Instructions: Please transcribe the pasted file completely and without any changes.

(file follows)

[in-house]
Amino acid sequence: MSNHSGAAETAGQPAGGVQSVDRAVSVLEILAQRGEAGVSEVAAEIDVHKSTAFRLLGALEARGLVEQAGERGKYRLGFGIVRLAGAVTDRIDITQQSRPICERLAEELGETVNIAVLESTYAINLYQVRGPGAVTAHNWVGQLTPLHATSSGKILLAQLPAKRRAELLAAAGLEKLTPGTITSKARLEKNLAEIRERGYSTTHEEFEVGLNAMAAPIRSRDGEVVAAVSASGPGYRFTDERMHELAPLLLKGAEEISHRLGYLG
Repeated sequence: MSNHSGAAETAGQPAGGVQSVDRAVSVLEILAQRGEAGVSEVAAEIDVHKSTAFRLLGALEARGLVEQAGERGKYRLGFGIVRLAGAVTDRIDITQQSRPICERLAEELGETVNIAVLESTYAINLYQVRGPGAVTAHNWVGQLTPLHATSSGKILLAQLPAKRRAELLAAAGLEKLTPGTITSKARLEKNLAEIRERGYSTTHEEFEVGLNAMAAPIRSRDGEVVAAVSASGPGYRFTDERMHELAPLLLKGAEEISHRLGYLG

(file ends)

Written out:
[in-house]
Amino acid sequence: MSNHSGAAETAGQPAGGVQSVDRAVSVLEILAQRGEAGVSEVAAEIDVHKSTAFRLLGALEARGLVEQAGERGKYRLGFGIVRLAGAVTDRIDITQQSRPICERLAEELGETVNIAVLESTYAINLYQVRGPGAVTAHNWVGQLTPLHATSSGKILLAQLPAKRRAELLAAAGLEKLTPGTITSKARLEKNLAEIRERGYSTTHEEFEVGLNAMAAPIRSRDGEVVAAVSASGPGYRFTDERMHELAPLLLKGAEEISHRLGYLG
Repeated sequence: MSNHSGAAETAGQPAGGVQSVDRAVSVLEILAQRGEAGVSEVAAEIDVHKSTAFRLLGALEARGLVEQAGERGKYRLGFGIVRLAGAVTDRIDITQQSRPICERLAEELGETVNIAVLESTYAINLYQVRGPGAVTAHNWVGQLTPLHATSSGKILLAQLPAKRRAELLAAAGLEKLTPGTITSKARLEKNLAEIRERGYSTTHEEFEVGLNAMAAPIRSRDGEVVAAVSASGPGYRFTDERMHELAPLLLKGAEEISHRLGYLG